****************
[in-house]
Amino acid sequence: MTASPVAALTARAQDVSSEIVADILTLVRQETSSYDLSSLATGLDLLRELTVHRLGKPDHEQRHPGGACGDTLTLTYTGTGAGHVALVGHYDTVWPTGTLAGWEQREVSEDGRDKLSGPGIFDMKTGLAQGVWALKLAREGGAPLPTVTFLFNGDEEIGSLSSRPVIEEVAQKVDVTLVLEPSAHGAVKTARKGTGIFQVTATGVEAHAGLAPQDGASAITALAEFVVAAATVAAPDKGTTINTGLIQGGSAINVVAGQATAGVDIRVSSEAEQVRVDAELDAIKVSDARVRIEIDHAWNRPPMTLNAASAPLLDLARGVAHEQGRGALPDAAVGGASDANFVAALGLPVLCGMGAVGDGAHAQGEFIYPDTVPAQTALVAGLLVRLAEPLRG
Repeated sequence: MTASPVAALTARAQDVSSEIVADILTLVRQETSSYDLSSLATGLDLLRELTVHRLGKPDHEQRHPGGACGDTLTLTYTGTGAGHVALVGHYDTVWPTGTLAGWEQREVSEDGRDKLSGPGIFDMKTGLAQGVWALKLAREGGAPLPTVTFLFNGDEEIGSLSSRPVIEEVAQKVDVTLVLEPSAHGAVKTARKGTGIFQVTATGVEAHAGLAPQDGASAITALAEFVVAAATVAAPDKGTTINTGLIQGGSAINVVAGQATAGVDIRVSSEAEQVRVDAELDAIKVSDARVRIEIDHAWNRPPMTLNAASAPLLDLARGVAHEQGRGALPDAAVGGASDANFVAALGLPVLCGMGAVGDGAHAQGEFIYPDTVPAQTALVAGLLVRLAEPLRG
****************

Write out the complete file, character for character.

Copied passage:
[in-house]
Amino acid sequence: MTASPVAALTARAQDVSSEIVADILTLVRQETSSYDLSSLATGLDLLRELTVHRLGKPDHEQRHPGGACGDTLTLTYTGTGAGHVALVGHYDTVWPTGTLAGWEQREVSEDGRDKLSGPGIFDMKTGLAQGVWALKLAREGGAPLPTVTFLFNGDEEIGSLSSRPVIEEVAQKVDVTLVLEPSAHGAVKTARKGTGIFQVTATGVEAHAGLAPQDGASAITALAEFVVAAATVAAPDKGTTINTGLIQGGSAINVVAGQATAGVDIRVSSEAEQVRVDAELDAIKVSDARVRIEIDHAWNRPPMTLNAASAPLLDLARGVAHEQGRGALPDAAVGGASDANFVAALGLPVLCGMGAVGDGAHAQGEFIYPDTVPAQTALVAGLLVRLAEPLRG
Repeated sequence: MTASPVAALTARAQDVSSEIVADILTLVRQETSSYDLSSLATGLDLLRELTVHRLGKPDHEQRHPGGACGDTLTLTYTGTGAGHVALVGHYDTVWPTGTLAGWEQREVSEDGRDKLSGPGIFDMKTGLAQGVWALKLAREGGAPLPTVTFLFNGDEEIGSLSSRPVIEEVAQKVDVTLVLEPSAHGAVKTARKGTGIFQVTATGVEAHAGLAPQDGASAITALAEFVVAAATVAAPDKGTTINTGLIQGGSAINVVAGQATAGVDIRVSSEAEQVRVDAELDAIKVSDARVRIEIDHAWNRPPMTLNAASAPLLDLARGVAHEQGRGALPDAAVGGASDANFVAALGLPVLCGMGAVGDGAHAQGEFIYPDTVPAQTALVAGLLVRLAEPLRG